---The five species of breeding woodpeckers were some of the most regular visitors to the yard, especially with the large oak trees just outside our back windows. Occasionally I was able to get a Pileated Woodpecker to eat from a suet feeder by hanging it flat against the trunk of a huge northern red oak tree.
---The chickadee situation in our old neighborhood was quite muddled. When we first moved there 10 years ago, all the chickadees were apparently pure Black-capped by both appearance, song type, and call pace. However about 4 years ago, the intrusion of some Carolina attributes began as the hybridization zone moved northeast, and a couple of years ago I began calling every chickadee in the yard a hybrid because at that point call paces were consistently fast and all of the birds I was seeing appeared to have mixed characteristics, in essence the hybridization zone had apparently moved to engulf our area. Interestingly, up until the day that we moved (about 6 weeks ago), over 95% of the song types that I would hear would still be of the Black-capped type, however call pace was quite fast. It seems that as the zone moves, the Black-capped song type remains dominant amongst the hybrids for at least a period of time.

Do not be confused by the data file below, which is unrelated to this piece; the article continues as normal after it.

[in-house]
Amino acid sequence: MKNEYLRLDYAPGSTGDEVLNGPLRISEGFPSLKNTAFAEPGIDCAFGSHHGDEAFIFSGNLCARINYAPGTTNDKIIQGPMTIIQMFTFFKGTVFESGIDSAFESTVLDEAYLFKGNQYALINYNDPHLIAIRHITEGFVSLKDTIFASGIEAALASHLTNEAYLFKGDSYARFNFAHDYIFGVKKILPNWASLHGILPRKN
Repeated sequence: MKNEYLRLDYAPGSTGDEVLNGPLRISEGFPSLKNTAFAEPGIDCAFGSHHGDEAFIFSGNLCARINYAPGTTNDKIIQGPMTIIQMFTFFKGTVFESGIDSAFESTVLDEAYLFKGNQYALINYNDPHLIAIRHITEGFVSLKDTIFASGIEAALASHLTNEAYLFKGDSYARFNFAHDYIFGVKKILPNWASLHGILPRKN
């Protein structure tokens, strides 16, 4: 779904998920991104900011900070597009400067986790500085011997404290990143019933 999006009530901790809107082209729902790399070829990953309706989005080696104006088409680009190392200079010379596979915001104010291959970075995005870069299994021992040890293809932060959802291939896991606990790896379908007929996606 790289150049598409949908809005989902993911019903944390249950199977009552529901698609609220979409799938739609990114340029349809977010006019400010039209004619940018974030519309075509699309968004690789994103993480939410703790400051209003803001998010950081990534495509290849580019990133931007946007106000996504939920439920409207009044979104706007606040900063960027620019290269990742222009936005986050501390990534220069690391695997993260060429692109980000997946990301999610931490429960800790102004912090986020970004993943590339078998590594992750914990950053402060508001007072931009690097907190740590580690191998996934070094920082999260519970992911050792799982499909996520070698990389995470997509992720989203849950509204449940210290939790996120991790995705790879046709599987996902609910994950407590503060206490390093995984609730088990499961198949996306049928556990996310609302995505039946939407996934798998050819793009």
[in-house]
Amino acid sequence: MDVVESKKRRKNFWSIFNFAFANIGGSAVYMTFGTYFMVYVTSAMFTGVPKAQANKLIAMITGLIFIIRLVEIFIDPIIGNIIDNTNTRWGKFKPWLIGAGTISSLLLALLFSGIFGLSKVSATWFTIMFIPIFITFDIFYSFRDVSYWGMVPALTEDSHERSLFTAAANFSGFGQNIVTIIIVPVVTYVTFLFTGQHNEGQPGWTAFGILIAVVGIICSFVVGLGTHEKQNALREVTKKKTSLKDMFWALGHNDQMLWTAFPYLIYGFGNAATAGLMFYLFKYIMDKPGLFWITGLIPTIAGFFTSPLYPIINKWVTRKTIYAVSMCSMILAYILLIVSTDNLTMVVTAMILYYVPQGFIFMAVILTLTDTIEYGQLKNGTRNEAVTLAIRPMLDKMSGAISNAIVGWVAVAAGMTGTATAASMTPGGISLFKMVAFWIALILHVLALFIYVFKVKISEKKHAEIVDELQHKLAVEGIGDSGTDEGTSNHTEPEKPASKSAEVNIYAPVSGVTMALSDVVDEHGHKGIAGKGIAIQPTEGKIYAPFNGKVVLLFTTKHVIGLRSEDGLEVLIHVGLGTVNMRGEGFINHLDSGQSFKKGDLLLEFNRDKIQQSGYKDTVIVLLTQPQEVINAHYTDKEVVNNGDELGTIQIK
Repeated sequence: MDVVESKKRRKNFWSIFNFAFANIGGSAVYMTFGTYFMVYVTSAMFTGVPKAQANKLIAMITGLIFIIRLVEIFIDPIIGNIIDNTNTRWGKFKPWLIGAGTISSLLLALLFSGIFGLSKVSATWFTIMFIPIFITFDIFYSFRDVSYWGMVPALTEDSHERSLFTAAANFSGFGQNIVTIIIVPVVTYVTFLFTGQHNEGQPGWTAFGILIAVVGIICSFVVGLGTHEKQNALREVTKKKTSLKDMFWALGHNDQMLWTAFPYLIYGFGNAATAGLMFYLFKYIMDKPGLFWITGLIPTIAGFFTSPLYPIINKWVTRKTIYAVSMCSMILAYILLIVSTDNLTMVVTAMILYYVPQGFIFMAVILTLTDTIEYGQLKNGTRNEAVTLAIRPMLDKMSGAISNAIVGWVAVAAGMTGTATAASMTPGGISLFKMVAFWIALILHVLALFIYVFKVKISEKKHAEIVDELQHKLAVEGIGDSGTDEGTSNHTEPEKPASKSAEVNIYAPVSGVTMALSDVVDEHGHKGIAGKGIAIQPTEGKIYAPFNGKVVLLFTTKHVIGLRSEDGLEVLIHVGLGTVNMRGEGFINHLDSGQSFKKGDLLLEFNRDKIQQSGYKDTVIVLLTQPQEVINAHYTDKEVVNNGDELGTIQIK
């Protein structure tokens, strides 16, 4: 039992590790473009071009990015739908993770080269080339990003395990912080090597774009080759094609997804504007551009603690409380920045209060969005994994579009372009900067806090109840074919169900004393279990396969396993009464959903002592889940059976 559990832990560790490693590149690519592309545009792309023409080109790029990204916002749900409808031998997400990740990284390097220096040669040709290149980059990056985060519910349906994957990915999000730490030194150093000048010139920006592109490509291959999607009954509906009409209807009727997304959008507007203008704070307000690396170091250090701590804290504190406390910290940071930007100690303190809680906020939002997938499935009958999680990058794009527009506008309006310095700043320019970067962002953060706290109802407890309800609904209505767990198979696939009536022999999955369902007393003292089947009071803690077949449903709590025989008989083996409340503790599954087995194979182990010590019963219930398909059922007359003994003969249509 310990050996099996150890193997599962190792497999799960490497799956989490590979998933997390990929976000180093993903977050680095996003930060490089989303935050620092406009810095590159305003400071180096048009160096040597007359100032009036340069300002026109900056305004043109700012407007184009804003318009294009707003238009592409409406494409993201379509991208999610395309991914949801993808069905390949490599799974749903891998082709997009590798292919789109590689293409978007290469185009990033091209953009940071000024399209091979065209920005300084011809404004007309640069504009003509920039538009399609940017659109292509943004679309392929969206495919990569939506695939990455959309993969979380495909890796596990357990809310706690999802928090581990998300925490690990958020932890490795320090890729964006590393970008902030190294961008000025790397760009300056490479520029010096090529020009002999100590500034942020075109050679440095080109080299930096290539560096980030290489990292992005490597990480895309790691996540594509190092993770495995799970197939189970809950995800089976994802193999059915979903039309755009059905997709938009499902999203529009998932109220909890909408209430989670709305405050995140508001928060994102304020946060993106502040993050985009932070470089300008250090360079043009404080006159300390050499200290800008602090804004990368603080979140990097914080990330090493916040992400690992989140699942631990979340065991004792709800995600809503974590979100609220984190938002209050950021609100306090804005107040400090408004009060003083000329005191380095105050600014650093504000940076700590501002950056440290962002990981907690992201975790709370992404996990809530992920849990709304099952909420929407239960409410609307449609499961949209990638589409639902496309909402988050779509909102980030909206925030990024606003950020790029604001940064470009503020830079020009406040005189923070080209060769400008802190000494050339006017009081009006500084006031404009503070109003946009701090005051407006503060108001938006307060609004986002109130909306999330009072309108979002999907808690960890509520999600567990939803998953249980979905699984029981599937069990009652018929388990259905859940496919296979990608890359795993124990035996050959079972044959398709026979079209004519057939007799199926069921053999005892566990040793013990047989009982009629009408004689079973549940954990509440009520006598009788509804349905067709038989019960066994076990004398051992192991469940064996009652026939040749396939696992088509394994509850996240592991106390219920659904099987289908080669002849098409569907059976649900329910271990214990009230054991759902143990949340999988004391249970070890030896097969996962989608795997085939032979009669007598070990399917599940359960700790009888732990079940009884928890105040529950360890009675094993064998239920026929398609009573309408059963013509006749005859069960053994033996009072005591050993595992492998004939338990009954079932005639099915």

---Eastern Bluebirds were present most of the year but the reports of them actually drop off and disappear in spring and into summer. This likely was because our yard and corner of the neighborhood was too far under the forest canopy and not open enough for them to want to nest there, however other areas of the neighborhood not too far away were more open and did have nesting bluebirds. After the nesting period was over however, the bluebirds readily moved into our yard and throughout the winter we had great success with feeding them mealworms. A group of 4 bluebirds spent most of the last winter seeking out mealworms from a hanging platform feeder just outside our window.
---We had a decent showing of migrating warblers (15 species) for a small yard. Of particular note was the extreme regularity of Bay-breasted, Blackpoll, and Tennessee Warblers passing through in the 2nd, 3rd, and 4th weeks of May each year. Even though Blackpoll Warblers appeared to be a somewhat less commonly found migrant in other areas of Allegheny County, I got used to hearing their distinct song right on cue the last few years as they foraged high up in the tops of the oak trees. I'm not sure if its just a coincidence over the 4 year period or if the Blackpolls (and Bay-breasteds and Tennessees) favored something about the mature oak canopy that our neighborhood sat under.

I hope you found this all to be mildly interesting!

Good birding,
Alan Buriak, (now) Armstrong County